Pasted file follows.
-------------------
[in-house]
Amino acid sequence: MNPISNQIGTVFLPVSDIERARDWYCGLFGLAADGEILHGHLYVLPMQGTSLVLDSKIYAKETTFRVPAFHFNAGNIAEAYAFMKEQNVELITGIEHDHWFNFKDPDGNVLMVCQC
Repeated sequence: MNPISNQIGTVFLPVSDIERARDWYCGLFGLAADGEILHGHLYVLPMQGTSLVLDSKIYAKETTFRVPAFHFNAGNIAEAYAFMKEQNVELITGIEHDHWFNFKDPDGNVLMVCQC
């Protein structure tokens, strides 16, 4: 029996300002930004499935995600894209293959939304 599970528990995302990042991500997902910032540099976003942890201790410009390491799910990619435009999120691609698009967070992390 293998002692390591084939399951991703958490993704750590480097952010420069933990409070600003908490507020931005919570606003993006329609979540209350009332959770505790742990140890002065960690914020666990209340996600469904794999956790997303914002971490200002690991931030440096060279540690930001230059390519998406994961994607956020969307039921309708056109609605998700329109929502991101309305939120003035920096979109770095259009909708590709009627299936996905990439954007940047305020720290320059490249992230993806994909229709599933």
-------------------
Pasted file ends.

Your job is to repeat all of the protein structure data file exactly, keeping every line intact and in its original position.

[in-house]
Amino acid sequence: MNPISNQIGTVFLPVSDIERARDWYCGLFGLAADGEILHGHLYVLPMQGTSLVLDSKIYAKETTFRVPAFHFNAGNIAEAYAFMKEQNVELITGIEHDHWFNFKDPDGNVLMVCQC
Repeated sequence: MNPISNQIGTVFLPVSDIERARDWYCGLFGLAADGEILHGHLYVLPMQGTSLVLDSKIYAKETTFRVPAFHFNAGNIAEAYAFMKEQNVELITGIEHDHWFNFKDPDGNVLMVCQC
């Protein structure tokens, strides 16, 4: 029996300002930004499935995600894209293959939304 599970528990995302990042991500997902910032540099976003942890201790410009390491799910990619435009999120691609698009967070992390 293998002692390591084939399951991703958490993704750590480097952010420069933990409070600003908490507020931005919570606003993006329609979540209350009332959770505790742990140890002065960690914020666990209340996600469904794999956790997303914002971490200002690991931030440096060279540690930001230059390519998406994961994607956020969307039921309708056109609605998700329109929502991101309305939120003035920096979109770095259009909708590709009627299936996905990439954007940047305020720290320059490249992230993806994909229709599933």